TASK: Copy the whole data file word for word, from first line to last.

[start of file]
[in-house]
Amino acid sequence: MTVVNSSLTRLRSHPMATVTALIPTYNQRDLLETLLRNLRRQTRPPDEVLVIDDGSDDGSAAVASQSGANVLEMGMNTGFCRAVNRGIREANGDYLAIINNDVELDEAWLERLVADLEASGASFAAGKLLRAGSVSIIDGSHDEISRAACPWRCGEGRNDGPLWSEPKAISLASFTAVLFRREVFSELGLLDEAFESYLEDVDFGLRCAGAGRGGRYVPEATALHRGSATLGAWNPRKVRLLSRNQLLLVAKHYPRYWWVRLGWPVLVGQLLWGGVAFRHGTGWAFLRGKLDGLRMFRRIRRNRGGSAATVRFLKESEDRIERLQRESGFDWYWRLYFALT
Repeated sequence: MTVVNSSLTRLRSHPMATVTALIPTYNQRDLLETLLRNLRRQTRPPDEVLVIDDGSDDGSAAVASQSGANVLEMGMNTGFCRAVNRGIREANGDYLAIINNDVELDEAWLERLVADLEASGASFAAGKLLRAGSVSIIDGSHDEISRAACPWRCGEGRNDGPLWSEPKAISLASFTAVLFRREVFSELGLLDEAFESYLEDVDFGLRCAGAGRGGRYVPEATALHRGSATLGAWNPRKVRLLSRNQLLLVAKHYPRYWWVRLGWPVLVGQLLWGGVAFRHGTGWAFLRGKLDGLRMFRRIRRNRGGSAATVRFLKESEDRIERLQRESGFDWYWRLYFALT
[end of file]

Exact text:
[in-house]
Amino acid sequence: MTVVNSSLTRLRSHPMATVTALIPTYNQRDLLETLLRNLRRQTRPPDEVLVIDDGSDDGSAAVASQSGANVLEMGMNTGFCRAVNRGIREANGDYLAIINNDVELDEAWLERLVADLEASGASFAAGKLLRAGSVSIIDGSHDEISRAACPWRCGEGRNDGPLWSEPKAISLASFTAVLFRREVFSELGLLDEAFESYLEDVDFGLRCAGAGRGGRYVPEATALHRGSATLGAWNPRKVRLLSRNQLLLVAKHYPRYWWVRLGWPVLVGQLLWGGVAFRHGTGWAFLRGKLDGLRMFRRIRRNRGGSAATVRFLKESEDRIERLQRESGFDWYWRLYFALT
Repeated sequence: MTVVNSSLTRLRSHPMATVTALIPTYNQRDLLETLLRNLRRQTRPPDEVLVIDDGSDDGSAAVASQSGANVLEMGMNTGFCRAVNRGIREANGDYLAIINNDVELDEAWLERLVADLEASGASFAAGKLLRAGSVSIIDGSHDEISRAACPWRCGEGRNDGPLWSEPKAISLASFTAVLFRREVFSELGLLDEAFESYLEDVDFGLRCAGAGRGGRYVPEATALHRGSATLGAWNPRKVRLLSRNQLLLVAKHYPRYWWVRLGWPVLVGQLLWGGVAFRHGTGWAFLRGKLDGLRMFRRIRRNRGGSAATVRFLKESEDRIERLQRESGFDWYWRLYFALT